People. People are the most important component of resiliency. Without resilient minded people, no organization will ever truly be resilient. Its people that bounce back from adversity and as the old English adage states, ‘Carry On.’ From the org’s leadership right down to the newest person walking through the door. They all must work together to support each other; from the top down to the bottom up. Everyone has something offer in an organization and everyone has a role to play when a disaster occurs.

When all these aspects are combined, then and only then, will an organization have the chance to become resilient. Then, an organization must encounter a situation that tests all these components and that’s when an organization can determine if it’s resilient or not. Once an organization has bounced back and can stand in front of its clients, customers, partners and the general public stating that it has weathered the storm with its reputation intact, that’s when it becomes resilient; not when it buys a product or service off a shelf.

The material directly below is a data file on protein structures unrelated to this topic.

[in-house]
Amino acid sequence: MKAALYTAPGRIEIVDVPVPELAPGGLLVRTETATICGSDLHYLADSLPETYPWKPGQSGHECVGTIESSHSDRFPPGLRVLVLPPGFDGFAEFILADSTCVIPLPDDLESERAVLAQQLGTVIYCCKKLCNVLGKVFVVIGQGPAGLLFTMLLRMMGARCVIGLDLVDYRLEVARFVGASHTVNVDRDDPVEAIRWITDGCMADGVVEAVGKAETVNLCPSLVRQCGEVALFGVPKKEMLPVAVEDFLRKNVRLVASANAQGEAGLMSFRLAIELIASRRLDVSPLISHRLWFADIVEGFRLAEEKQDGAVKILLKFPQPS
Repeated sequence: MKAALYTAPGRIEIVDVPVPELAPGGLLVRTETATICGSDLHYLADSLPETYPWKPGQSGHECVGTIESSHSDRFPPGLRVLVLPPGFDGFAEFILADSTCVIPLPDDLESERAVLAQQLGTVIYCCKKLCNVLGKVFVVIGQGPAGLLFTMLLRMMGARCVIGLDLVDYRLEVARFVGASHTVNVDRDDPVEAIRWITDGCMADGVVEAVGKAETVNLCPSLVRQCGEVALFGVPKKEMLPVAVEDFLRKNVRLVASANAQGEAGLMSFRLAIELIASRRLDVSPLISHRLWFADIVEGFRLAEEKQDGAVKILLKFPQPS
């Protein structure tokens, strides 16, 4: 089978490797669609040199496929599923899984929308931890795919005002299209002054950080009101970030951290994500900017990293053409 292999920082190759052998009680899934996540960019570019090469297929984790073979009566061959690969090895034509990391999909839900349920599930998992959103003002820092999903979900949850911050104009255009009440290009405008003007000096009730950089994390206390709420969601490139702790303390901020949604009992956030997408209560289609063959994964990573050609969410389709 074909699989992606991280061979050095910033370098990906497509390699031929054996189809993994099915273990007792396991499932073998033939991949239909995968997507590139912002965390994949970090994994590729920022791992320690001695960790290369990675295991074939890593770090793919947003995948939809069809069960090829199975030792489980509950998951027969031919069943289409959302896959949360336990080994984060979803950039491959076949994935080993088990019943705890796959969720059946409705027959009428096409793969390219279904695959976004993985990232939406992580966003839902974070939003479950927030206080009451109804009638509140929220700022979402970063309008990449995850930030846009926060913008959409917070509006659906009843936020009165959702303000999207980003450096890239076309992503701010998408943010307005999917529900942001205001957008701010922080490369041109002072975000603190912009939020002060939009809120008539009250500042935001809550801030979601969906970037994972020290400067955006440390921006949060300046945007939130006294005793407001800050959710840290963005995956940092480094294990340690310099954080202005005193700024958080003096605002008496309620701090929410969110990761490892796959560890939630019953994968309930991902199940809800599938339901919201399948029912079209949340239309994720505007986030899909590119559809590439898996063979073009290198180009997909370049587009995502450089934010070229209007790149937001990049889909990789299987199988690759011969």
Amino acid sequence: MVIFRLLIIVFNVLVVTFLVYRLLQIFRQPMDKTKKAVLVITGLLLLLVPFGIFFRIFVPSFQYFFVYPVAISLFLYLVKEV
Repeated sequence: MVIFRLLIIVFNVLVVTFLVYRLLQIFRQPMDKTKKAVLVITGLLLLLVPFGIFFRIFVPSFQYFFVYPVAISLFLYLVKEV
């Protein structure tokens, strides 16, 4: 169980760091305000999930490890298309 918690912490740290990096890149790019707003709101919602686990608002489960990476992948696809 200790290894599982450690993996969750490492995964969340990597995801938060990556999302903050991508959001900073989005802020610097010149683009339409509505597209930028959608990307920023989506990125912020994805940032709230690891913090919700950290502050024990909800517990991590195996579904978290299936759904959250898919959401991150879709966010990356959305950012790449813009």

© StoneRoad 2014 (A.Alex Fullick)

BCM / DR Program Templates Available from StoneRoad

Check out our revamped shop at http://www.stone-road.com. We’ve added lots of new document templates to help get your new BCM / DR program off the ground – with more on the way. Each comes with built-in instructions so you don’t need to try and figure it all out on your own. You can even manipulate the templates if you want to so they address your specific need. Our goal is to show you ‘how’ to do things not just tell you ‘what’ you need to do.

Here’s a sample list of what we’ve got so far:
1 – Test-Exercise Project Change Request Template – $9.99